HTML5 Development Class: Media Events

By Curtis Dicken

Introduction

There has been much discussion surrounding the Media capabilities in HTML5. How will it impact Flash? Will we still need different media players like QuickTime and Windows Media Player? Why is HTML5 attempting to standardize media on the web?

While all of these are valid discussions that will be bantered about for the foreseeable future, this article will only provide you a foundation for the media events of HTML5 and a brief explanation of how media elements work. It’s up to you to decide what side of the different controversies you want to be on. Hopefully this article will give you the foundation for making informed opinions on HTML5 and its media capabilities.

About Media Events

Unlike other areas of HTML like mouse and keyboard events where there are both new HTML5 events and events ported from HTML4 to HTML5, media events in HTML5 are all new. All developers will have to learn about how media elements, attributes and events work with HTML5.

For new developers, once you have mastered the basic concepts of HTML elements, attributes and events you should be able to understand and begin using media with HTML5 fairly quickly. Seasoned developers should appreciate the straight-forward and intuitive design of HTML5’s media capabilities.

Now, before we get into the events you should first understand how a media element is structured. In this article I will use audio as my example but many of the events also apply to video, embed, img and object elements as well. However, it’s with the use of audio and video that these events will find their most frequent use.

Note: Currently audio and video file type support is extremely limited. The only file types currently included in the HTML5 specs at this time are ogg (audio), mp3 (audio), wav (audio), ogg (video) and mp4 (video). It should also be noted that browser implementation of the media capabilities is sketchy at best ranging to virtually no implementation in IE8 to almost complete implementation in Google Chrome 3.0.

Below is an example of what an audio element may look like. Make special note of the source element within the audio element and the controls attribute. With regard to the controls attribute, keep in mind some of the events listed in this article will never fire when the controls are not displayed to the user.

<audio controls="controls">
 <source src="HtmlGoodiesThemeSong.ogg" type="audio/ogg">
 <source src="HtmlGoodiesThemeSong.mp3" type="audio/mpeg">
Sorry, your browser does not support the audio element.
</audio>

The brief functional breakdown of the element above would be:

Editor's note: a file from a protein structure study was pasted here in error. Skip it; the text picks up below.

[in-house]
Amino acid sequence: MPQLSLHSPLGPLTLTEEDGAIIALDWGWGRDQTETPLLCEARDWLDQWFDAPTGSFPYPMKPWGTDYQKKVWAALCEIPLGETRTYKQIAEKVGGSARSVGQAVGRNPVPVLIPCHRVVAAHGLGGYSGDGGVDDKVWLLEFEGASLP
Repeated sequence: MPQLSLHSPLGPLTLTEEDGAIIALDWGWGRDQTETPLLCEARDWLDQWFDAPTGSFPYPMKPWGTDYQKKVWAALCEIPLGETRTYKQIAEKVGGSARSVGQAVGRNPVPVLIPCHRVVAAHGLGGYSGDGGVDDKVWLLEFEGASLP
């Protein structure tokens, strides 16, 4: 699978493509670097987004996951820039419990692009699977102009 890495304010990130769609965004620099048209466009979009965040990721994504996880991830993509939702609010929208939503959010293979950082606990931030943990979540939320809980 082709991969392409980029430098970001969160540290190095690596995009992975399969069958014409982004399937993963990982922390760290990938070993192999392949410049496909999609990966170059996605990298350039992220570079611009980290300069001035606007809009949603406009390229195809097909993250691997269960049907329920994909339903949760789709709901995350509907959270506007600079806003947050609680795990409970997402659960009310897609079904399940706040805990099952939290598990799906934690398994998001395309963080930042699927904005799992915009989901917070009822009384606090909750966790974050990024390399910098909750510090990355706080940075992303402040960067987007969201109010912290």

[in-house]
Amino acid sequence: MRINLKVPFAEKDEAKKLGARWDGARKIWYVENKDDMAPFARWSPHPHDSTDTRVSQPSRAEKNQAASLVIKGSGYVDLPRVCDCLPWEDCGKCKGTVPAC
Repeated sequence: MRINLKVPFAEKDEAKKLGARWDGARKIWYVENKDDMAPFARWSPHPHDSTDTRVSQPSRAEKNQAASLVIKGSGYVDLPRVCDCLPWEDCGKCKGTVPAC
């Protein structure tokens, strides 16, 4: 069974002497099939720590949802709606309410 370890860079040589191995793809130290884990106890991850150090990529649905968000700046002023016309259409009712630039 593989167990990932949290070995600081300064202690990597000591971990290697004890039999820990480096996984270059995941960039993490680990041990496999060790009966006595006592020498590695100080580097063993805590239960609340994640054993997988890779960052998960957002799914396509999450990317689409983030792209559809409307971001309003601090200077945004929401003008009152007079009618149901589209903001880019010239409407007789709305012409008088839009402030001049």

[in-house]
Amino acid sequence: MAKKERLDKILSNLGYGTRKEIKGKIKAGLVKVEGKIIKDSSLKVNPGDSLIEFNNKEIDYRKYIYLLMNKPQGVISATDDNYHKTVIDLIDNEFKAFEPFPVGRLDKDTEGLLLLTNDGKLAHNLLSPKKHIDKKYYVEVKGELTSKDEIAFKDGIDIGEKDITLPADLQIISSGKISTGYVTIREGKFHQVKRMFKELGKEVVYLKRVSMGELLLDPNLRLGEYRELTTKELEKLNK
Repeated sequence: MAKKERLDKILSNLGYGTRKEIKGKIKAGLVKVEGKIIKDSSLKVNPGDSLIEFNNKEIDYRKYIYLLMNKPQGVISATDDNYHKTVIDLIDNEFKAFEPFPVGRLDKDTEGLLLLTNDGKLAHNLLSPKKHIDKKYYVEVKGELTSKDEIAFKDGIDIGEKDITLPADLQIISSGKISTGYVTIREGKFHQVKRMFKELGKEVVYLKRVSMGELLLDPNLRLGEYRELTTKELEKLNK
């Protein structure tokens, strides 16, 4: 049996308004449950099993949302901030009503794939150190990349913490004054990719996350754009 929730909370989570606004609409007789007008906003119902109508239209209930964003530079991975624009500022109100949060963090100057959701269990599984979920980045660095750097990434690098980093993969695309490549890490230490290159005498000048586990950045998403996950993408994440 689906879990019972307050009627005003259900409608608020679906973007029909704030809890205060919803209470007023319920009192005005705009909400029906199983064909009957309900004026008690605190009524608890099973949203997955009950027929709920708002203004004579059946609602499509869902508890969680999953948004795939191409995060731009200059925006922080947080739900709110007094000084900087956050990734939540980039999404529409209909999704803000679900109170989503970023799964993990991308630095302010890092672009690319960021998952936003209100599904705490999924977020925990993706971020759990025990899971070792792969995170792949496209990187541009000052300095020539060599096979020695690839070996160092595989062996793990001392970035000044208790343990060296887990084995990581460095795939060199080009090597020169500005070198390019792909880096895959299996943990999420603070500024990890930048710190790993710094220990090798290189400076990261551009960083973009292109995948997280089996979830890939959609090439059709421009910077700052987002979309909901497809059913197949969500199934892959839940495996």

1. Try to play the .ogg audio file
  2. If item 1 fails, try to play the .mp3 file
  3. If item 2 fails, display the “browser does not support” message

If a browser does not understand the audio tag at all it should simply ignore the tag and display the “browser does not support” message. This “default message” concept is built into most of the new HTML5 elements for the purposes of backwards compatibility.

Media Events Explored

The first thing you will notice when starting to work with the media capabilities in HTML5 is that the same events apply to different types of standard media. Whether you are offering video or audio the events are the same. The second thing that you will notice is comprehensiveness of the events. The events cover all the most common points where a developer would want to perform an action.

  • oncanplay – This event fires when a file is ready to start playing like when it has buffered enough to begin. Ideal for some alert text telling the user media is starting or ready to start to play.
  • oncanplaythrough – This event is the cousin of oncanplay that fires when a file can be played all the way to the end without pausing for buffering. Useful for displaying messages that let the user know they can watch or listen to the file without interruption. It’s also useful for holding play until the file has fully buffered if that is important to your project.
  • ondurationchange – This event fires when the length of media changes. For example, say you offer two different mixes of a song which are different lengths. When the user changes between files you may also need to change something like a custom progress bar.
  • onemptied – This one fires when something bad happens and the file is suddenly unavailable like when the user’s ISP unexpectedly disconnects.